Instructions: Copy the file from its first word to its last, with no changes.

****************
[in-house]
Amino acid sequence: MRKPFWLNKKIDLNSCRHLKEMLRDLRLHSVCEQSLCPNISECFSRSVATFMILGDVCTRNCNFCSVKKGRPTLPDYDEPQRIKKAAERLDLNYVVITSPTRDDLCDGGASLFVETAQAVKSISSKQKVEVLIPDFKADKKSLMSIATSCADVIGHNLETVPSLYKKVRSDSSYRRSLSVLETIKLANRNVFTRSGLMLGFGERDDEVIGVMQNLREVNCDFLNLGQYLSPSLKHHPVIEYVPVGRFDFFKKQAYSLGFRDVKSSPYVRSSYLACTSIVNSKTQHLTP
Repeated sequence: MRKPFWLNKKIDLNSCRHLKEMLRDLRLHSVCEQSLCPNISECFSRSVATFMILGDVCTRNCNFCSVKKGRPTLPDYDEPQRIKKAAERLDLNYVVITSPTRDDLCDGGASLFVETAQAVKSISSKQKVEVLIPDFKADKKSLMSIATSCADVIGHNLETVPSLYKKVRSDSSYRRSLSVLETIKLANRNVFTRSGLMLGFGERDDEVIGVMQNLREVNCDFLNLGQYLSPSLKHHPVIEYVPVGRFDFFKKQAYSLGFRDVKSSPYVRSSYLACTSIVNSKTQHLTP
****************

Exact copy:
[in-house]
Amino acid sequence: MRKPFWLNKKIDLNSCRHLKEMLRDLRLHSVCEQSLCPNISECFSRSVATFMILGDVCTRNCNFCSVKKGRPTLPDYDEPQRIKKAAERLDLNYVVITSPTRDDLCDGGASLFVETAQAVKSISSKQKVEVLIPDFKADKKSLMSIATSCADVIGHNLETVPSLYKKVRSDSSYRRSLSVLETIKLANRNVFTRSGLMLGFGERDDEVIGVMQNLREVNCDFLNLGQYLSPSLKHHPVIEYVPVGRFDFFKKQAYSLGFRDVKSSPYVRSSYLACTSIVNSKTQHLTP
Repeated sequence: MRKPFWLNKKIDLNSCRHLKEMLRDLRLHSVCEQSLCPNISECFSRSVATFMILGDVCTRNCNFCSVKKGRPTLPDYDEPQRIKKAAERLDLNYVVITSPTRDDLCDGGASLFVETAQAVKSISSKQKVEVLIPDFKADKKSLMSIATSCADVIGHNLETVPSLYKKVRSDSSYRRSLSVLETIKLANRNVFTRSGLMLGFGERDDEVIGVMQNLREVNCDFLNLGQYLSPSLKHHPVIEYVPVGRFDFFKKQAYSLGFRDVKSSPYVRSSYLACTSIVNSKTQHLTP